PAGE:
The certification program of Japanese Food and Ingredient Supporter Stores Overseas
Interview of Suppoter Stores Yakiniku Futago
'Yakiniku', which is being recognized as a genre of Japanese cuisine in the United States.
New York / USA
The start of the US market development for 'Yakiniku'
Started in 2010 by the Lee brothers, twins from Osaka, Japan, the yakiniku chain 'Yakiniku Futago' has expanded to 50 stores including overseas stores in Hawaii, Hong Kong, and Shanghai. In May of 2015, they opened their first New York City outpost, 'Yakiniku Futago', in the Chelsea neighborhood, known as the center for creativity, brimming with countless artists and designers. The modern-styled restaurant, which harmonizes a futuristic atmosphere and the taste of 'Wa' (Japan), is steadily gaining popularity. According to Mr. Junpei Sakai, General Manager, "The degree of yakiniku penetration in the United States is still small compared to sushi and ramen, and there are only a few places – including ours – doing it in New York." The restaurant aims to expand into the American market by promoting the concept and flavor of "Japanese Yakiniku", which is different from Korean Barbeque.
The desire to promote authentic Wagyu
That's why the restaurant is actively adopting products from Japan when it comes to the beef for yakiniku, its signature cuisine. "In the US, the ‘Wagyu' (Japanese beef) name has been converted into a brand, and there is no shortage of shops, including steakhouses that offer Wagyu on the menu. The number of customers that specifically order Wagyu beef at our restaurant is increasing."
On the other hand, the definition of Wagyu in the United States is unclear. While proclaiming to be Wagyu, much of what arrives to the table is actually ‘Washu' cattle from the US (a breed that is a mix of Japanese cattle and Black Angus, which results in something quite different from Japanese beef in quality and taste). Others make the mistake of thinking Wagyu is strictly Kobe beef.
Therefore, at the restaurant, only authentic Japanese Wagyu is called Wagyu, and there is a designated Wagyu section on the menu to differentiate it from beef from the US. Waiters are always prepared to explain the origin of production if asked. "30% from Kagoshima Prefecture, 70% from Miyazaki Prefecture. Quality is focused on the highest possible A5 and A4 classifications. Meat is imported at a special price from a meat trader in Japan through a contractual agreement. The selection of meat is determined by them, and we do not demand specific areas of origin. Thanks to a relationship built on trust, we can serve the finest meat at reasonable prices that can't be imitated elsewhere."
Unexplored flavors of special cuts
The most popular item at the restaurant is the Hamideru Kalbi, the ace of Wagyu section. This huge piece of kalbi (ribeye) literally cannot fit on the grill. With just one piece, diners can enjoy 4 types of cuts, each with different tastes and textures – the ‘rib shin‘, ‘rib maki', ‘kaburi' and ‘geta'. With a limit of pieces every day, this sells out immediately.
Wagyu Deluxe Sampler, developed by the restaurant and geared towards advanced Japanese Wagyu fans, allows one to enjoy special cuts piece by piece. In the US, the centerpiece of typical steakhouses revolves around the loin (sirloin, filet, rib loin). Other cuts, such as the shoulder and round are too hard and not suitable for steak, so they are minced and made into hamburger patties, etc.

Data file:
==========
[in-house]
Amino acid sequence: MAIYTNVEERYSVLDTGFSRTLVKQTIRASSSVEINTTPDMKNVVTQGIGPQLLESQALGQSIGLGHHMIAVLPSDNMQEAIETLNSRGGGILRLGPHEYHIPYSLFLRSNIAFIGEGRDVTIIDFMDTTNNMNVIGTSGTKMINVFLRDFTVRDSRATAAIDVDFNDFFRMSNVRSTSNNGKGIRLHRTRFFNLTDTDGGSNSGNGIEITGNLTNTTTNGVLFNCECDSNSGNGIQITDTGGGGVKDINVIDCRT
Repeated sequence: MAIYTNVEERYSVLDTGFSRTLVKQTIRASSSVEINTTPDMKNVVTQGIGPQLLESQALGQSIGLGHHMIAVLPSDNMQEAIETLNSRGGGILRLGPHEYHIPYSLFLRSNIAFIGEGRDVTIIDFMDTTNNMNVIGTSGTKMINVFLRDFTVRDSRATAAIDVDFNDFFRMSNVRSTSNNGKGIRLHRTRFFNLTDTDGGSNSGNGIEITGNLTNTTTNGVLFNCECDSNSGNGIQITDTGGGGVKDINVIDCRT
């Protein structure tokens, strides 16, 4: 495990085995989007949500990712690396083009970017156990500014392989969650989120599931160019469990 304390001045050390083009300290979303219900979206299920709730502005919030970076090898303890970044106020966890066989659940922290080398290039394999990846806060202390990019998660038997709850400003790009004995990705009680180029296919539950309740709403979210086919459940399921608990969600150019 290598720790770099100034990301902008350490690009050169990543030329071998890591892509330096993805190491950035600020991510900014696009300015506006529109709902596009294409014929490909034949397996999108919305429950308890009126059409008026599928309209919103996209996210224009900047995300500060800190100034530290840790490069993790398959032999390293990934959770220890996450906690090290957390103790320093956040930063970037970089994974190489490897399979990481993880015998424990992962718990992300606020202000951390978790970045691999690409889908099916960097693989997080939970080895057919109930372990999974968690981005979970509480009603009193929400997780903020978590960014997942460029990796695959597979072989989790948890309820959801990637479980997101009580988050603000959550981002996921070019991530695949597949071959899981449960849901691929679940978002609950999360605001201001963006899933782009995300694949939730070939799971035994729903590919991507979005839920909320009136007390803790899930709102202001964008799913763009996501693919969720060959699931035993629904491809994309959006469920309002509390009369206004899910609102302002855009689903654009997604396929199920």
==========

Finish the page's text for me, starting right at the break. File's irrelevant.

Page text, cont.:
However, in the case of Wagyu – which is beautifully marbled and tender – these parts are delicious when grilled. According to Mr. Sakai, "Special cut steaks can only be experienced with yakiniku that utilizes beef from Japan. We present a set of four special cuts such as the ‘rump' (sirloin butt), ‘sankaku' (three corners), ‘kata' (shoulder), and ‘ichibo' (aitchbone) which are different in marbling and texture, so our customers can understand and enjoy the intense appeal of Wagyu.
Offering regional sake that pairs with wagyu beef
Aside from Wagyu, the original Japanese sauce used in Futago locations in Japan is also flown in. "When made here, the flavor inevitably goes off the mark," explains Mr. Sakai. Also from Japan are condiments including kombu dashi, bonito flakes, and soy sauce. Additionally, the noodles used in the popular menu item ‘Morioka Cold Noodle' are also produced in Japan. "As New York City has a Japanese food trading company, it isn't hard to get a hold of general Japanese foods," added Mr. Sakai.
Meanwhile, in regard to sake, it is "the focus of the drink menu that 50% of customers order," and the restaurant carries more than 10 notable brands to choose from. Highly recommended among them, as a sake compatible with Wagyu beef, is "Kubota", a special Ginjo Genshu (undiluted sake) locally brewed in Niigata Prefecture. "It holds up to the yakiniku sauces, thanks to a stronger body that comes from a higher alcohol content than regular sake."
The majority of regular Wagyu customers request this brand. "Such pairings were born thanks to the fact that we are in New York City. It would never have happened in Japan," according to Mr. Sakai. "The discovery of these new pleasures has been more interesting than anything else."
Although sales and awareness are constantly increasing, the number one concern now is the dearth of authentic and experienced kitchen staff that can expertly handle and cut Wagyu. "If improperly butchered or cut, the flavor of the Wagyu can be ruined. It's hard to recruit seasoned professionals who understand that fact in the US. Even if you obtain high quality Japanese ingredients, it is meaningless if there are no people who know how to cook them," summed up Mr. Sakai. "In order to serve authentic Wagyu beef to American customers nationwide, I do feel it is necessary to improve knowledge and skills as well, not just importing the commodity."